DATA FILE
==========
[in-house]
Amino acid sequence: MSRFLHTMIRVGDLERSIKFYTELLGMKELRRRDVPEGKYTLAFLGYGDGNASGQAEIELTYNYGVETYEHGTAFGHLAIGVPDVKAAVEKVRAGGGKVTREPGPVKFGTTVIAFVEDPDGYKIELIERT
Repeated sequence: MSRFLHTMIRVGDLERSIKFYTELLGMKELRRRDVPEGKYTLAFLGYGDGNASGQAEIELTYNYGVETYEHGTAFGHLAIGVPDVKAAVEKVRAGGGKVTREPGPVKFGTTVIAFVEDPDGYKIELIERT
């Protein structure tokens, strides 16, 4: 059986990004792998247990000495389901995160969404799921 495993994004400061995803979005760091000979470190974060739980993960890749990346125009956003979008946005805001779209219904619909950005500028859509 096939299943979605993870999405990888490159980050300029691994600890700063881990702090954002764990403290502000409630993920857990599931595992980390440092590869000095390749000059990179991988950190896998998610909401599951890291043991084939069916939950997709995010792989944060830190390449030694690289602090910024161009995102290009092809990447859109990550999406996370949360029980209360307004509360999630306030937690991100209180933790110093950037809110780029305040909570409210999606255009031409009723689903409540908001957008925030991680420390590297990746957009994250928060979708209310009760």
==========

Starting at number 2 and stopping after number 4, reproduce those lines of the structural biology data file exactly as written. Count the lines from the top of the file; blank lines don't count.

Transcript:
Amino acid sequence: MSRFLHTMIRVGDLERSIKFYTELLGMKELRRRDVPEGKYTLAFLGYGDGNASGQAEIELTYNYGVETYEHGTAFGHLAIGVPDVKAAVEKVRAGGGKVTREPGPVKFGTTVIAFVEDPDGYKIELIERT
Repeated sequence: MSRFLHTMIRVGDLERSIKFYTELLGMKELRRRDVPEGKYTLAFLGYGDGNASGQAEIELTYNYGVETYEHGTAFGHLAIGVPDVKAAVEKVRAGGGKVTREPGPVKFGTTVIAFVEDPDGYKIELIERT
């Protein structure tokens, strides 16, 4: 059986990004792998247990000495389901995160969404799921 495993994004400061995803979005760091000979470190974060739980993960890749990346125009956003979008946005805001779209219904619909950005500028859509 096939299943979605993870999405990888490159980050300029691994600890700063881990702090954002764990403290502000409630993920857990599931595992980390440092590869000095390749000059990179991988950190896998998610909401599951890291043991084939069916939950997709995010792989944060830190390449030694690289602090910024161009995102290009092809990447859109990550999406996370949360029980209360307004509360999630306030937690991100209180933790110093950037809110780029305040909570409210999606255009031409009723689903409540908001957008925030991680420390590297990746957009994250928060979708209310009760």